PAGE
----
Hemorrhagic Stroke – Causes, Symptoms, Diagnosis, And Treatment
What is a hemorrhagic stroke?
A hemorrhagic stroke is either a brain aneurysm rupture or a weakened blood vessel causing bleeding inside the brain. When this condition happens, blood leaks into or around the brain and causes swelling and pressure. Within minutes, brain cells begin to die.
There are two types of hemorrhagic stroke. One is intracerebral stroke and the other is a subarachnoid stroke. Intracerebral stroke is the most common type of hemorrhagic stroke. This occurs when a blood vessel in the brain bursts and leaks blood into the brain tissue. A subarachnoid stroke occurs when an aneurysm breaks open and leaks blood into the space surrounding the brain.
What causes a hemorrhagic stroke?
A hemorrhagic stroke occurs when a blood vessel in part of the brain becomes weak and breaks open. This causes blood to leak into the brain. Some people have defects in the blood vessels of the brain that make this more likely. These defects may include:
- An aneurysm
- Arteriovenous malformation (AVM)
Hemorrhagic strokes may also occur in people who are taking blood thinners, such as warfarin (Coumadin). Very high blood pressure may cause blood vessels to burst, leading to hemorrhagic stroke.
An ischemic stroke can develop bleeding and become a hemorrhagic stroke.
What are the symptoms of a hemorrhagic stroke?
Symptoms of a hemorrhagic stroke depend on which part of the brain is damaged. Most of the time, symptoms develop suddenly and without warning. But symptoms may occur on and off for the first day or two. Symptoms are usually most severe when the stroke first happens, but they may slowly get worse.
A headache may occur if the stroke is caused by bleeding in the brain. A headache may:
- Start suddenly and may be severe
- Maybe worse when you are lying flat
- Wake you up from sleep
- Get worse when you change positions or when you bend, strain, or a cough
Other symptoms occur depending on the severity of the stroke is, and what part of the brain is affected.
The following are the common symptoms:
- Change in alertness (including sleepiness, unconsciousness, and coma)
- Changes in hearing or taste
- Changes that affect touch and the ability to feel pain, pressure, or different temperatures
- Confusion or loss of memory
- Problems swallowing
- Problems writing or reading
- Dizziness or abnormal feeling of movement (vertigo)
- Eyesight problems, such as decreased vision, double vision, or total loss of vision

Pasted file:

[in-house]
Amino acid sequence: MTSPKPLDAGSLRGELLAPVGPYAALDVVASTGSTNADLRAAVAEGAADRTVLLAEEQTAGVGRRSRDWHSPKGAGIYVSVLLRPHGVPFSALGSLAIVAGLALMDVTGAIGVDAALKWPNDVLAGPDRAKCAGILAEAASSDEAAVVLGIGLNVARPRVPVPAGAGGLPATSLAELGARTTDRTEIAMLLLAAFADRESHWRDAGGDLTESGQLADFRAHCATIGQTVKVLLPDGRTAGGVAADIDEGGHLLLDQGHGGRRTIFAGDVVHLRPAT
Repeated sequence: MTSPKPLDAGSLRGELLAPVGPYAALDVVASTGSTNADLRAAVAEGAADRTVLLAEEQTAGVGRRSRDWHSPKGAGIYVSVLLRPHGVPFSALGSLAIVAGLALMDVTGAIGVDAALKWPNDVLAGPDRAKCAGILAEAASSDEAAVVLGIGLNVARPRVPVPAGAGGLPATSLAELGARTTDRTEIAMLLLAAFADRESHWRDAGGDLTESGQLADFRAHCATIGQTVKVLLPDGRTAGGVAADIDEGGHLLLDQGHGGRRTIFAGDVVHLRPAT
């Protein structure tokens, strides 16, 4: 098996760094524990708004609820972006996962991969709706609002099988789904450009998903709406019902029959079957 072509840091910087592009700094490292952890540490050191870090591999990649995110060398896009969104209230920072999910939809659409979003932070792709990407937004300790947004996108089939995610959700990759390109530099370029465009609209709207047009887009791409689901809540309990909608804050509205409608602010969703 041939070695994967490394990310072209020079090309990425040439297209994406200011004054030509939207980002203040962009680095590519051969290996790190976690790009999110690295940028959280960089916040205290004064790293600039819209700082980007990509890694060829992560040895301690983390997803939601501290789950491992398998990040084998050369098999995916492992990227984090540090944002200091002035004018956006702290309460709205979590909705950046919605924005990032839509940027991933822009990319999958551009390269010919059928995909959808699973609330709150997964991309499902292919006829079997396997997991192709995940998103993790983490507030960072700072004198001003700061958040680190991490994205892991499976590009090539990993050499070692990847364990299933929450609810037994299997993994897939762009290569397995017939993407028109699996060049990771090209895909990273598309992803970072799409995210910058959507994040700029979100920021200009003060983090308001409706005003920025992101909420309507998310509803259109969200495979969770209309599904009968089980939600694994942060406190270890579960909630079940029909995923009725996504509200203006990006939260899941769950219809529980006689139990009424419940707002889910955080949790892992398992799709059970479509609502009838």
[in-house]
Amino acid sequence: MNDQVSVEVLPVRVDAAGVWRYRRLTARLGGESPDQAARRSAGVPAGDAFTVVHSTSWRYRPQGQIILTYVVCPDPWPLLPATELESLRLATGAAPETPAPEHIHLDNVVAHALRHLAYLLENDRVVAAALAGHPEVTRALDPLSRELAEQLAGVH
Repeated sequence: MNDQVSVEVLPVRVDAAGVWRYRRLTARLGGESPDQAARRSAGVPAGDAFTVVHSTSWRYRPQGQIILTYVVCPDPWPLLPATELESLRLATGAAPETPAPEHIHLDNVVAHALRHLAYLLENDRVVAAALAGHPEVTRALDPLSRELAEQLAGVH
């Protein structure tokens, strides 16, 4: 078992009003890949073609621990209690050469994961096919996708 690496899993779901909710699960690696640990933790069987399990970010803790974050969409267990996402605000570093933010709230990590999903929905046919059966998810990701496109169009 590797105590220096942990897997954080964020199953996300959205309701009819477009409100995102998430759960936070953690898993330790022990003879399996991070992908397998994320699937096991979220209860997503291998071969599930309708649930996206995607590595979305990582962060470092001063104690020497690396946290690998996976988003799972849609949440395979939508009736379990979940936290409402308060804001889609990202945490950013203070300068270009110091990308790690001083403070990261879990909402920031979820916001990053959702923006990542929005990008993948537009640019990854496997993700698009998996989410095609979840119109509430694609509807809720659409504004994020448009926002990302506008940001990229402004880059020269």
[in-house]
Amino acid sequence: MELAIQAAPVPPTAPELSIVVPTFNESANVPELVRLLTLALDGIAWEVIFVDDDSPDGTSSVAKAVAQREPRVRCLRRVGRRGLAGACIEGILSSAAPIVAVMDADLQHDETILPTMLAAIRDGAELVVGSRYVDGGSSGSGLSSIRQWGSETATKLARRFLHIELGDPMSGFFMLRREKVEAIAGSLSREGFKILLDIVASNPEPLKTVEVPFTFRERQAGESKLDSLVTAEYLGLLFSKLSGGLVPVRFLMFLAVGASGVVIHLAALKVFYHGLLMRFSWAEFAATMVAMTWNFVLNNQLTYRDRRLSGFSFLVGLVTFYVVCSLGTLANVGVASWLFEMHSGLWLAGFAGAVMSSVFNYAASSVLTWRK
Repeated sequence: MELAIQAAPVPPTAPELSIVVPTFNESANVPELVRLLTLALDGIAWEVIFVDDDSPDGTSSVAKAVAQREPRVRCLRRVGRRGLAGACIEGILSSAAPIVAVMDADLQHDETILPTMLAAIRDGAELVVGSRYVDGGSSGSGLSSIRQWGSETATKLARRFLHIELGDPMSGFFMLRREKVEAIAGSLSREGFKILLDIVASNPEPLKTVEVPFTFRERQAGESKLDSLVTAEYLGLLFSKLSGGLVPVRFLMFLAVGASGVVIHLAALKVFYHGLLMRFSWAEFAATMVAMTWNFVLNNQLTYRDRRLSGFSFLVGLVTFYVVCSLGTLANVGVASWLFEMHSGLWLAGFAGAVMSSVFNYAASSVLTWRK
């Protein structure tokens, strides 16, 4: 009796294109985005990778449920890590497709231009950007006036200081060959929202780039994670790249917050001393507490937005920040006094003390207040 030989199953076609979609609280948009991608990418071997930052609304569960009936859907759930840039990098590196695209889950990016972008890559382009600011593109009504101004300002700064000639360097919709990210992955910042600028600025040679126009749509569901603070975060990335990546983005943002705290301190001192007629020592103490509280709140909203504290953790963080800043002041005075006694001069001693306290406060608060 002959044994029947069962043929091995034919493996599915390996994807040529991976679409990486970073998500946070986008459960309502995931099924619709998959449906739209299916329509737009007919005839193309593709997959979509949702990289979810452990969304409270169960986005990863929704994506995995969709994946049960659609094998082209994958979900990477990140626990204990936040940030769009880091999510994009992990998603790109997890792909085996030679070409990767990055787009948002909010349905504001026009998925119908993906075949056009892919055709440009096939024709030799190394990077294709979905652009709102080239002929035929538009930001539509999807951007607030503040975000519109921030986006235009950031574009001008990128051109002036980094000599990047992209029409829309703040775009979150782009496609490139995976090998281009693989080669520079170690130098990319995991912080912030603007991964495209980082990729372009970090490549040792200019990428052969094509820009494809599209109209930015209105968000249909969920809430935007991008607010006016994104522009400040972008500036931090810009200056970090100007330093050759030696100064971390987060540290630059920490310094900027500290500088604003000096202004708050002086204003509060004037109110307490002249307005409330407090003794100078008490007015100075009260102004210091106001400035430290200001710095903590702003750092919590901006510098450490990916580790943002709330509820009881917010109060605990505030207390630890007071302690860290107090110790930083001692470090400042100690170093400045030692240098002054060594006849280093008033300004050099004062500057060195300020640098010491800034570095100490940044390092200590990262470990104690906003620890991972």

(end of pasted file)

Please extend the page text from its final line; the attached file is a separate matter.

- Lack of control over the bladder or bowels
- Loss of balance or coordination or trouble walking
- Muscle weakness in the face, arm, or leg (usually just on one side)
- Numbness or tingling on one side of the body
- Personality, mood, or emotional changes
- Trouble speaking or understanding others who are speaking
How is a hemorrhagic stroke diagnosed?
The doctor will do a physical exam to check for problems with vision, movement, feeling, reflexes, understanding, and speaking. Your doctor may repeat this exam over time to see if your stroke is getting worse or improving.
Your doctor may do the following tests to find the type, location, and cause of the stroke and rule out other problems:
- Angiogram of the head to look for a blood vessel that is blocked or bleeding
- Magnetic resonance angiography (MRA) or CT angiography to check for abnormal blood vessels in the brain
- Cerebrospinal fluid test to check symptoms of ruptured aneurysm
How is a hemorrhagic stroke treated?
A stroke is a medical emergency. It is important to treat strokes as quickly as possible. Treatment aims to control the bleeding in the brain and reduce the pressure created by bleeding. Emergency treatment given in the hospital may include the following depending on the cause of the stroke:
- Blood thinners such as heparin, warfarin (Coumadin), aspirin, or clopidogrel (Plavix)
- Medicine to control risk factors, such as high blood pressure, diabetes, and high cholesterol
- Special procedures or surgery to relieve symptoms or prevent more strokes
- Nutrients and fluids
Post-stroke rehabilitation: Post-stroke rehabilitation can help people overcome disabilities caused by stroke damage. After the hemorrhagic stroke is brought under control with emergency care, doctors usually take other treatment measures. The goal of treatment will be to help you recover as much function as possible and prevent future strokes.
The duration of recovery and rehabilitation depends on the severity of the stroke and the extent of brain tissue damage that occurred. Different types of therapy may be involved, depending on your needs. Physical therapy, occupational therapy, speech therapy, and swallowing therapy will all begin in the hospital. If the person has severe swallowing problems, a feeding tube in the stomach (gastrostomy tube) will likely be needed.
Recovery from your stroke will begin while you are still in the hospital or at a rehabilitation center. It will continue when you go home from the hospital or center. It is important to follow up regularly with your doctor after you go home.
This feature is for informational purposes only and is not intended to substitute the expert guidance of a doctor. We advise seeing a doctor if you have any health concerns.